Abraham Riley Jr. had a simple philosophy about the types of music he played: If it sounds good, play it. If it doesn't sound good but people still want to hear it, play it anyway.
So it was with Abe Riley, whose musical career spanned nearly 50 years as a performer and disk jockey throughout Maryland.
Mr. Riley, 67, who died Feb. 5 of brain tumors at his West Baltimore home, formed many be-bop and jazz groups since the 1940s. He played the bass guitar, piano, drums and trumpet.
"Music was always his main interest. Playing, listening, bopping the head, he was good at all of it," said Greg Becker, a longtime friend who once played in one of Mr. Riley's combos.
"For as long as I can remember he had a group, and he wanted to keep improving that group, adding on to it, making it perfect. You and I might have thought it was good already, but not to him, because he always believed it could be better," Mr. Becker said.
In 1948, Mr. Riley formed Riley's Octet, a musical mixture of teen-age be-boppers that played at local house parties and some clubs. One member of the octet was an unknown pianist and singer named Ethel Ennis.
"He was my first employer and introduced me to be-bop," said Ms. Ennis, whose smooth, silken voice would be heard at nightclubs and jazz houses nationally. "He was always very patient and very understanding."
Mr. Riley asked Ms. Ennis, who was 15, to play piano with his group after an audition -- and then prayed that no one would ask her age when they performed at clubs.
Riley's Octet struggled at times. "We were playing once with an amplifier that he or someone else must have made themselves because every now and then we heard part of the Jack Benny radio show come through," Ms. Ennis said.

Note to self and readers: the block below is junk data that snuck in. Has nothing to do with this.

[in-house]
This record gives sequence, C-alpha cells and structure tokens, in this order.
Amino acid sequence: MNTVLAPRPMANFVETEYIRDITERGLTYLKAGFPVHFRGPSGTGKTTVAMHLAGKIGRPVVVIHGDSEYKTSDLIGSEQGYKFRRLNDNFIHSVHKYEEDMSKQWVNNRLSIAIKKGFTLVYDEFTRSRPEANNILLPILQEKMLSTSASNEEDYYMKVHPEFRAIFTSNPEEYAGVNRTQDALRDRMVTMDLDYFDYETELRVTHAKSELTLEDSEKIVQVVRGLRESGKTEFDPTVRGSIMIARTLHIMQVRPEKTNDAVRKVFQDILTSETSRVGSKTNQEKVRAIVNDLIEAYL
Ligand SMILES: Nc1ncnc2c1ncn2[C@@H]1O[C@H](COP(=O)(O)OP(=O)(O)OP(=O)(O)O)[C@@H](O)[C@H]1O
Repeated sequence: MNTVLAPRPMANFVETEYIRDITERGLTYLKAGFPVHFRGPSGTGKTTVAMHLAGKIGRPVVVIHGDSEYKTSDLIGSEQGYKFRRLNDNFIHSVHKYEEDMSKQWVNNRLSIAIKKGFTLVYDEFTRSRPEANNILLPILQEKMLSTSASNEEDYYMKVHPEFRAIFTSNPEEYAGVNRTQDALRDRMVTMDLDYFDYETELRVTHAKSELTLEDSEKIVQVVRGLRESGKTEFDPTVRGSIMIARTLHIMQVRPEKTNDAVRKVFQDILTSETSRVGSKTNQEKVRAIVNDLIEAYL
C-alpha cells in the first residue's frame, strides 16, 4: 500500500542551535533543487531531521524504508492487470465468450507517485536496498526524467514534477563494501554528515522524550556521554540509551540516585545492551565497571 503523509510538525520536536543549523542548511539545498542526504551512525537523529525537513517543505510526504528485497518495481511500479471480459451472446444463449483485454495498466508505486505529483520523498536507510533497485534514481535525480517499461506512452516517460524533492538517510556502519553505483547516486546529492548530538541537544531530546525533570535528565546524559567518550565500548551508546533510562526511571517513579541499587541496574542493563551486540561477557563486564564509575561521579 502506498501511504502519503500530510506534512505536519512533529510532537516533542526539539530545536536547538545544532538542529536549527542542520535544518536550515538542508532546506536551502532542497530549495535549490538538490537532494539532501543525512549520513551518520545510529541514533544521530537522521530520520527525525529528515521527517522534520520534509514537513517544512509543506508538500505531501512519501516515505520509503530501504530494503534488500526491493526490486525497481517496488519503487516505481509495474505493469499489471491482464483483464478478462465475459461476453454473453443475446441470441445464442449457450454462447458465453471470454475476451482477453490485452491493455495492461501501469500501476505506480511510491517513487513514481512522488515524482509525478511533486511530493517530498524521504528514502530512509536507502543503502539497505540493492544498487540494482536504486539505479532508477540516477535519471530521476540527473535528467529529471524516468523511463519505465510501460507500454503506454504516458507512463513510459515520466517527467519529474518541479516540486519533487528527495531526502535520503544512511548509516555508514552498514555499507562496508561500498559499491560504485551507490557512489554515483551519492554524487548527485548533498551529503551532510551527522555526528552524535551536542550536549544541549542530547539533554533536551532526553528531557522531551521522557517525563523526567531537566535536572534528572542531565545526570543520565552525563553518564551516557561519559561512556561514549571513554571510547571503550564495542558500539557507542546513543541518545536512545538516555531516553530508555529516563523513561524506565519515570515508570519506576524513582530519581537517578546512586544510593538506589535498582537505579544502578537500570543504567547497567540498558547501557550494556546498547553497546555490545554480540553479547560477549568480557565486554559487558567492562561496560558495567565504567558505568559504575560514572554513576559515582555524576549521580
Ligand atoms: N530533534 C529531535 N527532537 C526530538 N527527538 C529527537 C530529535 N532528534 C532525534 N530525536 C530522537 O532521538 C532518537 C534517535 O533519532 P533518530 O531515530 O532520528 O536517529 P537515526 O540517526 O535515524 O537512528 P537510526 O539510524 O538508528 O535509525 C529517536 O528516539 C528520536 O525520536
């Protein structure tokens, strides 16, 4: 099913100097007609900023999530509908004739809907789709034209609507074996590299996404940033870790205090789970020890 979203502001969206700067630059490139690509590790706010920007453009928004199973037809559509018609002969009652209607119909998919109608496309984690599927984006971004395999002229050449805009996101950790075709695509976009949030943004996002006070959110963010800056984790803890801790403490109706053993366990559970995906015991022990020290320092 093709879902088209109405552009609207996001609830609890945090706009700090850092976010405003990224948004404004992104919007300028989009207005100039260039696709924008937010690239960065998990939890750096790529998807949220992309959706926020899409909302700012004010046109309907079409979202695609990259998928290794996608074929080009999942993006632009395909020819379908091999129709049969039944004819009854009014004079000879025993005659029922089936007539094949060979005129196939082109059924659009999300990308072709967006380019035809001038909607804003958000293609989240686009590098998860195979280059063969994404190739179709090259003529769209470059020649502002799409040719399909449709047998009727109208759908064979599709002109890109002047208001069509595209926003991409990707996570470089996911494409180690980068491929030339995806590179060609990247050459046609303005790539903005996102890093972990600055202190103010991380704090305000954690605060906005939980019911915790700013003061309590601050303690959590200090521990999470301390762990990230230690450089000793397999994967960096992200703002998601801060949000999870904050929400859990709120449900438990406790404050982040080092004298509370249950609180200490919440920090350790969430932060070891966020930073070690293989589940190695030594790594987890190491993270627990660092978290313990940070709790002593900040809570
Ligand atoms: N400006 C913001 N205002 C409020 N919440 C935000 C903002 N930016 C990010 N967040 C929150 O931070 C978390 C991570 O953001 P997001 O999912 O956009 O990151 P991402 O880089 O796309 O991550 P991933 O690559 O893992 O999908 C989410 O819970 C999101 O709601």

In the 1940s, '50s and '60s, Mr. Riley formed or performed with groups called Five Guys and a Doll, the Emeralds, and Jimmie Smith and the Rockets of Rhythm. He was also offered positions with groups led by Pop Staples of the Staple Singers and Maceo Parker of James Brown band fame.
"All of his music was self-taught," said Juanita Torbit, whom he planned to marry in May. "He just picked it all up."
Friends said that as a young man, he'd spend hours at Howard Street music stores listening to music in private booths.
"He'd never buy anything, just listen to the music. He'd listen to jazz, be-bop, Charlie Parker, Dizzy Gillespie for hours in the store. But he didn't buy anything," said Fred Bailey Jr., a longtime friend.
Mr. Riley graduated from Douglass High School in 1948 and attended the former Community College of Baltimore and the former Morgan State College, where he played in the marching band.
He worked many jobs, including stints as a hotel clerk and TC cabdriver -- in addition to performing music or working as a disk jockey. In 1977, Mr. Riley went to work for the Social Security Administration, where he was employed at the time of his death.
"It seems like Riley always had three or four jobs at one time," Ms. Torbit said.
In addition to his jobs, Mr. Riley had many interests and attended classes at upholstery, cosmetology and motel-management schools.
"He made furniture and he always had crazy-looking chairs around the house," Ms. Torbit said.
Mr. Riley was a member of Douglas Memorial Community Church. Although he never played gospel music, he enjoyed hymns, especially "Just a Closer Walk With Thee."
Services were held Tuesday.
Survivors include a son, Abraham Riley III; two daughters, Yvette Riley and Miriam Riley; two brothers, John Riley and Leon Riley; his fiancee's son, Justin Marlon Womack; 11 grandchildren; and three great-grandchildren.
Pub Date: 2/13/97